Visitation rights are the enforceable opportunity for a non-custodial parent to spend time with his or her child. There should be a visitation schedule that is either agreed to by the parents and then entered as an order or imposed by the court when the parents fail to agree. Determining visitation is a very stressful situation as it is negotiated at a time when the romantic relationship between the parents has come to a complicated and often adversarial end. Despite the emotional upheaval, once a schedule has been established, the non-custodial parent has the right to enforce the agreement and spend time with his or her children.
The parents of a child have flexibility in crafting a visitation schedule that is unique for their specific circumstances as long as the outcome is deemed to be in the best interest of the child. The purpose behind the visitation regulations in New Jersey is to make sure that the non-custodial parent has frequent and meaningful contact with his or her children.
Often, problems arise with visitation when one parent fails to adhere to the established schedule or interferes with the non-custodial parent’s ability to spend time with his or her child. If one parent regularly acts in a manner that modifies the visitation plan, then there are remedies, which include:
1. Attempt to be flexible in rearranging your schedule if the changes are not frequent or an intentional attempt to circumvent your right to see your child. Rescheduling missed time as soon as possible will help alleviate the situation. Defusing the emotions of the situation may lead to a better visitation schedule in the future.
2. Maintain a clear calendar with notes about missed visits or time with your child that was cut short through no fault of your own. Be sure to include information about how you attempted to reschedule the visitation. Especially make note of any disparaging comments made against you by the other parent. This is important if you need to pursue legal action.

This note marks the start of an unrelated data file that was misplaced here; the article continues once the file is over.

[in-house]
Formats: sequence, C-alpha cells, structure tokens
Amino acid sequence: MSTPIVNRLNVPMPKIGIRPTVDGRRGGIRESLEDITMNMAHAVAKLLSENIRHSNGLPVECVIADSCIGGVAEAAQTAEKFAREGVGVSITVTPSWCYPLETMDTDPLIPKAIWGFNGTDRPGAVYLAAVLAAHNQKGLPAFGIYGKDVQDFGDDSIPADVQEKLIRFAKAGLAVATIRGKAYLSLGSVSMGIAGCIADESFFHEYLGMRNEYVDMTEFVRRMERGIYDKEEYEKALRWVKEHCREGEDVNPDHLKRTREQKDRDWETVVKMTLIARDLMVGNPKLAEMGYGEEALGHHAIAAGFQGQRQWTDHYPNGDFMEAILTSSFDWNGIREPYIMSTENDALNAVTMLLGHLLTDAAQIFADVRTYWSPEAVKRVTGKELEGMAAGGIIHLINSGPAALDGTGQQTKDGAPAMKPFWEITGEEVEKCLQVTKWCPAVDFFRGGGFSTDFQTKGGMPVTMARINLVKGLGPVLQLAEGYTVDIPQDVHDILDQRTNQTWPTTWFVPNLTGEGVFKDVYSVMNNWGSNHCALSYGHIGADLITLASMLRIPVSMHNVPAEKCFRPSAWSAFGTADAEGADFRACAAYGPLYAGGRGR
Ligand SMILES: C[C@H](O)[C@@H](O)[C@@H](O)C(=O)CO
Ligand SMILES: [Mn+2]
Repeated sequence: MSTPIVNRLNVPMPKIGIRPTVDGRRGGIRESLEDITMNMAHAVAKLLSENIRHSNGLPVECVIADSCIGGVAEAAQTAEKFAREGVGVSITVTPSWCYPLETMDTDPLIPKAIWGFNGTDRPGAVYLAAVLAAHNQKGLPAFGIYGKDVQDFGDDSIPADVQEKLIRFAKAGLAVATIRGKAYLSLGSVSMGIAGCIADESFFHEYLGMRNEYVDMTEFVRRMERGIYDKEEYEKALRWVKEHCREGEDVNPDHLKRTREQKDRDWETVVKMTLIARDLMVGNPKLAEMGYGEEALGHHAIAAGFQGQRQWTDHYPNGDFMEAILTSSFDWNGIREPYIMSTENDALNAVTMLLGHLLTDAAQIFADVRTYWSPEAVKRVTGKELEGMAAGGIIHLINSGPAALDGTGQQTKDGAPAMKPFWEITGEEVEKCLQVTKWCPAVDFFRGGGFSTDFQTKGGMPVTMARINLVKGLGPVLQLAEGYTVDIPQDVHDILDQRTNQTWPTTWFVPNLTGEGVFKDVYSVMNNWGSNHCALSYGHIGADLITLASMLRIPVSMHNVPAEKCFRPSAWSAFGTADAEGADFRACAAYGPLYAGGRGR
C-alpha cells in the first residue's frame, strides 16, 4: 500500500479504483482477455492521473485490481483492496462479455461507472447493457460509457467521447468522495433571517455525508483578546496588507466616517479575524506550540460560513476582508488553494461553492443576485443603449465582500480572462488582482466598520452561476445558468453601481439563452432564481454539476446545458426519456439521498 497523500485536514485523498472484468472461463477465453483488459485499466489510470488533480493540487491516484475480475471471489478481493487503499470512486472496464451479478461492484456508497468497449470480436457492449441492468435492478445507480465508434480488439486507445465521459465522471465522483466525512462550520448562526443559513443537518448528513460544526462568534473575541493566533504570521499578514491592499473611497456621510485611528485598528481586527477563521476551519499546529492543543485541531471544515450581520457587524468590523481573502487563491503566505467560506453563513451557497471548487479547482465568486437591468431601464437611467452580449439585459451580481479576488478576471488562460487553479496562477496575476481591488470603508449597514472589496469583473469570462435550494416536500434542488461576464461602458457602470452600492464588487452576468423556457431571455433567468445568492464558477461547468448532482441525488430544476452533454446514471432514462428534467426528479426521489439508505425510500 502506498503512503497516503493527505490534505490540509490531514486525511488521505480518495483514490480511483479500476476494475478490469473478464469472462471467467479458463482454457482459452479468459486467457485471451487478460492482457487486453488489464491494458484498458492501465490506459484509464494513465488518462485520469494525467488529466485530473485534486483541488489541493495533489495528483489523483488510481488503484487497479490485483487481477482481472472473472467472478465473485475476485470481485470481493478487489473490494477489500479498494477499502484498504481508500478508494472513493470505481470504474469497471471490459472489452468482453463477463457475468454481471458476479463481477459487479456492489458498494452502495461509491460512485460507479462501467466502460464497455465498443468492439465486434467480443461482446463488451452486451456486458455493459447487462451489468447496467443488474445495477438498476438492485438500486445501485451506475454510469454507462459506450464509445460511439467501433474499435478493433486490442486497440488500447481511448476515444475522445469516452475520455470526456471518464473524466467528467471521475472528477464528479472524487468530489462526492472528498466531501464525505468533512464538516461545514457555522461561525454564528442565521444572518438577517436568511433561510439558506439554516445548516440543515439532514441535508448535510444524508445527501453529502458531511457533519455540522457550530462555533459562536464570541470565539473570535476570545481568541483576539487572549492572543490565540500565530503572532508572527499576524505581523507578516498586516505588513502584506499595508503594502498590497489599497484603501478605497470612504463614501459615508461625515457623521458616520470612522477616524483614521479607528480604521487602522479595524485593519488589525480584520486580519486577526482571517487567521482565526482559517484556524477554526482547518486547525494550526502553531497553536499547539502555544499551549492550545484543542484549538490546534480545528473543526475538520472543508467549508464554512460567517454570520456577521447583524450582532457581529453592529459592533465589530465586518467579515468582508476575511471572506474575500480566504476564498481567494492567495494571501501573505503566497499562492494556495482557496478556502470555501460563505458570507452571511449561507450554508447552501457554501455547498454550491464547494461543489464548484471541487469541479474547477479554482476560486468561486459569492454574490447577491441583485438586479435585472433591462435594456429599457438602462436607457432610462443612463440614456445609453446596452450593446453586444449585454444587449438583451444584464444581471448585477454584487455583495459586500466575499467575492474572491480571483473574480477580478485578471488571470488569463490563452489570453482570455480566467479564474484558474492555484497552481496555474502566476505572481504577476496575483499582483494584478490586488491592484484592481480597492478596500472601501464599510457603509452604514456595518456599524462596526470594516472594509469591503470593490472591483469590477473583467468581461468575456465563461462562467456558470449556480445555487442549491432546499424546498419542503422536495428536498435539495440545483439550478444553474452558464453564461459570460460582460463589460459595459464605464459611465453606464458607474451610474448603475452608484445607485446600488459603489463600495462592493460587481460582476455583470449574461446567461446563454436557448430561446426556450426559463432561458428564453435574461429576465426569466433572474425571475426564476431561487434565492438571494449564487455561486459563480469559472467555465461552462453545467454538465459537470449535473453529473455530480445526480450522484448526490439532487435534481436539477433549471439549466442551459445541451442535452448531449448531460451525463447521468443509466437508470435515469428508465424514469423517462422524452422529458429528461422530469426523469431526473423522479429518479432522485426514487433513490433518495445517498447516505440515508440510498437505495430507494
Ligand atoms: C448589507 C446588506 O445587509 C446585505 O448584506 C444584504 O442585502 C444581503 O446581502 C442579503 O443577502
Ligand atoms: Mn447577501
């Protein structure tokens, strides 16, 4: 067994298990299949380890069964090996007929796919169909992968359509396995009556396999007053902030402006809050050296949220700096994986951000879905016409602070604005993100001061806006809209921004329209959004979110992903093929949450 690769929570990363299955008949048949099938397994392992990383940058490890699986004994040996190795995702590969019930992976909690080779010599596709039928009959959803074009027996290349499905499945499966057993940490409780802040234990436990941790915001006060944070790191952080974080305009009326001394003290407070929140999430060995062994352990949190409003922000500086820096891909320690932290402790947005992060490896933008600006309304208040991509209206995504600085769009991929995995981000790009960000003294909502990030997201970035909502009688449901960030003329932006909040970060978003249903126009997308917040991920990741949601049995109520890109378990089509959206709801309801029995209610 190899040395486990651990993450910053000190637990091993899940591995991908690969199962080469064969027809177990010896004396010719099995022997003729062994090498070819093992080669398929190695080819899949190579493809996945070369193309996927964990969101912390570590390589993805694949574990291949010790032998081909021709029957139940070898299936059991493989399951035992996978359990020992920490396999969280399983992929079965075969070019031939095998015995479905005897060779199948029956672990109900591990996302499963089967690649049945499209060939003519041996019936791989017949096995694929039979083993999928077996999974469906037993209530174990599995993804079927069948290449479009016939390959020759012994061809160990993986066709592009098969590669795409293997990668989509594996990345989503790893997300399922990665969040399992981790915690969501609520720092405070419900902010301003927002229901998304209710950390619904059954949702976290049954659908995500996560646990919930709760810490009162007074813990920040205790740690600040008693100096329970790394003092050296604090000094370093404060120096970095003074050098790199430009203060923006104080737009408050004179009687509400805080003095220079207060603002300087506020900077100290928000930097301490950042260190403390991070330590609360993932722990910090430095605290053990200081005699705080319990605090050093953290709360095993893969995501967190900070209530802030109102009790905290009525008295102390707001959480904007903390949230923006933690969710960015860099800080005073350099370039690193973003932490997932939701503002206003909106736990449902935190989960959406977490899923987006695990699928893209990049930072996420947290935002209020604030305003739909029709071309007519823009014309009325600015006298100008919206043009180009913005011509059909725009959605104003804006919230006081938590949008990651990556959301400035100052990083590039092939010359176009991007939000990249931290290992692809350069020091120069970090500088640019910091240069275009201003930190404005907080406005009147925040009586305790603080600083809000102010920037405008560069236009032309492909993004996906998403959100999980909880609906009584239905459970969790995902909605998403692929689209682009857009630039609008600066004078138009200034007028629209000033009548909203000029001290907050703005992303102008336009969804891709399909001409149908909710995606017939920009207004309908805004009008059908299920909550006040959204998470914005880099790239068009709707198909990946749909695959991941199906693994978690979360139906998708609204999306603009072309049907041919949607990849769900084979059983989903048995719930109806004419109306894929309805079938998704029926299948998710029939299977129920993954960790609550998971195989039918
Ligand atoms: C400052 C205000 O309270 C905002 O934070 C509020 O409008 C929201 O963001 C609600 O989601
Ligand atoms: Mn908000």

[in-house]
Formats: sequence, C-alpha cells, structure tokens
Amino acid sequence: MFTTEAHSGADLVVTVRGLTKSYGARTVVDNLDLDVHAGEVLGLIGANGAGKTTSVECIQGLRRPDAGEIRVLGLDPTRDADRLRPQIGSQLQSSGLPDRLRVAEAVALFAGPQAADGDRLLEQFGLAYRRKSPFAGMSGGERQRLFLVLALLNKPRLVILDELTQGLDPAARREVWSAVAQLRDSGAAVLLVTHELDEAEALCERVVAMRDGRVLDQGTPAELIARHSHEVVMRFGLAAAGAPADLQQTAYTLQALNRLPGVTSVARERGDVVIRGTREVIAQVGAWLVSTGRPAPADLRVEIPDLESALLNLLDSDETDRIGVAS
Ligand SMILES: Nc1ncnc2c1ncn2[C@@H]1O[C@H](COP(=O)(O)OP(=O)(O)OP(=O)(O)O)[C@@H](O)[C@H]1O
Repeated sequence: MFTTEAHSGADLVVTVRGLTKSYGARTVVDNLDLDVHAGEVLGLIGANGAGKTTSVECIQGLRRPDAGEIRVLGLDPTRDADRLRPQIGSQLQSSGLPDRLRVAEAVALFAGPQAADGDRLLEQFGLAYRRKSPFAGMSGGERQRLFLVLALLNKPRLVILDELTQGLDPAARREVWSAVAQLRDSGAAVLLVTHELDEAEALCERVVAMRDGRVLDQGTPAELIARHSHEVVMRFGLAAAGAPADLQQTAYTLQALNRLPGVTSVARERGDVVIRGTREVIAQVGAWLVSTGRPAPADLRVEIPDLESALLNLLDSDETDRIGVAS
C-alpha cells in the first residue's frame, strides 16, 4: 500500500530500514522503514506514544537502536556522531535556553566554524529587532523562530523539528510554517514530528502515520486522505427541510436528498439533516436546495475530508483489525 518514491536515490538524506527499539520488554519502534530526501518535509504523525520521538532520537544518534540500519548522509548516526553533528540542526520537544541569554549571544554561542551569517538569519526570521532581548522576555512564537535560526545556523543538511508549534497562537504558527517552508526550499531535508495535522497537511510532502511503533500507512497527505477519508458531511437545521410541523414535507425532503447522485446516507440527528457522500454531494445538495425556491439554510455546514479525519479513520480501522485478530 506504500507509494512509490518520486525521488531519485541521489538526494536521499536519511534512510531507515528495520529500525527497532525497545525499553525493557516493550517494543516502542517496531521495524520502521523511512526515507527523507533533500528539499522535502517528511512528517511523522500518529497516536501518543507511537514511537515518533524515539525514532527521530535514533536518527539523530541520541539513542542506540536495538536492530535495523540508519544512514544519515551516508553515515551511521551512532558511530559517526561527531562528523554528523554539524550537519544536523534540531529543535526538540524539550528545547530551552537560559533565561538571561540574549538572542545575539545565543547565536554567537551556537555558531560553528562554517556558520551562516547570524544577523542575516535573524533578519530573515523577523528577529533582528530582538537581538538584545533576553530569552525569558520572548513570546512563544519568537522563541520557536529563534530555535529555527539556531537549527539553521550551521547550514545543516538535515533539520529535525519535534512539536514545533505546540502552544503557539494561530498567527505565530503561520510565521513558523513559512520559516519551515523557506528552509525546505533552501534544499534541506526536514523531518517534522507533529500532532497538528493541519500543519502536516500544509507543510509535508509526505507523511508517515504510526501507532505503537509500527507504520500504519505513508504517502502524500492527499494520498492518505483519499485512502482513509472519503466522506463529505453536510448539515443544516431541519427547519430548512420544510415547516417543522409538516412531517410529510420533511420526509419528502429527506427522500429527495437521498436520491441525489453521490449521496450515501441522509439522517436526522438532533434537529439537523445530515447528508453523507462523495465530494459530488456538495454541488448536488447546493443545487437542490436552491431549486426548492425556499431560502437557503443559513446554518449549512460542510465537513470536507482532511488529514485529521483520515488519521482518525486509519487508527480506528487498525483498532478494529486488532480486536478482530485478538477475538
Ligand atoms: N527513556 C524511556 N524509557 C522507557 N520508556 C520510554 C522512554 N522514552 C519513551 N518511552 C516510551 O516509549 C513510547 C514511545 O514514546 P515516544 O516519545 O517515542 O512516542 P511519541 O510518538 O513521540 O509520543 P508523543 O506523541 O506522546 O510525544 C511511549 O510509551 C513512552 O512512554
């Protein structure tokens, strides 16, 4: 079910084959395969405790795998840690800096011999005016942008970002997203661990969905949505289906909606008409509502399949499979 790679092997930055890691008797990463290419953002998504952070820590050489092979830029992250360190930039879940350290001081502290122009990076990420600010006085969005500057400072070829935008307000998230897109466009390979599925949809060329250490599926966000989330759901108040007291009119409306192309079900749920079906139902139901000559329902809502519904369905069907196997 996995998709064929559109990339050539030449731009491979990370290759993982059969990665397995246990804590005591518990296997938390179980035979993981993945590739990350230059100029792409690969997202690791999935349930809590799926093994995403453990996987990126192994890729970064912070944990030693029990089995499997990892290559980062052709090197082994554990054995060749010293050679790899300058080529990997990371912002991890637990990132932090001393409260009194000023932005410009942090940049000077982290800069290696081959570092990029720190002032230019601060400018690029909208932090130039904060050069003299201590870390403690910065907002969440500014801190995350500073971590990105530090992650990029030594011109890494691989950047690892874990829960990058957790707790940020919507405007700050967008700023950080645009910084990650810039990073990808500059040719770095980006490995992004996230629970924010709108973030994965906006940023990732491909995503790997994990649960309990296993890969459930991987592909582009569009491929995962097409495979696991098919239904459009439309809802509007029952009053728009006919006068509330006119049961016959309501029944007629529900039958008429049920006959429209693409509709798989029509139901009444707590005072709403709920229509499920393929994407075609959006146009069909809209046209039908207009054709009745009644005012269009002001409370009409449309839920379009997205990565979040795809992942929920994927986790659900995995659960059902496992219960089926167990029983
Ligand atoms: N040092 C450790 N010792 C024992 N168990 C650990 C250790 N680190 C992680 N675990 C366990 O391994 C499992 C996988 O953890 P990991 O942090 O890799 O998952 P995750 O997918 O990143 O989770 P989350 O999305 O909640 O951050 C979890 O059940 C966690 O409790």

3. Enlist the assistance of the police in enforcing your visitation rights. These are court orders that can be carried out with the assistance of law enforcement. However, local police officers may be reluctant to get involved, so it is important to evaluate your situation to decide if this is a good idea for you. You also should consider the impact that this will have on your child if you show up at his or her home with a police officer.
4. File a motion to enforce your visitation order with the court, seeking costs for the legal action that was necessitated by your child’s other parent and interference with your right to spend time with your child.
5. File to have custody transferred to you because your visitation rights were being violated. Although this is a remedy that courts in New Jersey have imposed in extreme cases, it is a last resort.
In developing the initial custody plan, you should be clear and direct to avoid future disputes. If there is no room for interpretation, the other parent cannot claim confusion led to a loss of time with your child. Details to spell out include:
- The specific days that your child will spend with you, including starting and ending times;
- Which of the holidays you will share with your child;
- When your child is not with you, create a plan for staying in touch, including telephone calls, e-mails, texts, and Skype;
- What your role will be in any school, sports, and other extra-curricular activities, including methods of notification that they are taking place;
- How you will receive copies of medical, school, and other records relating to your child; and
- How your child will travel to and from the visits.
By creating a clear visitation plan and approaching the arrangement with flexibility and understanding, it may be possible to avoid some of the more extreme remedies.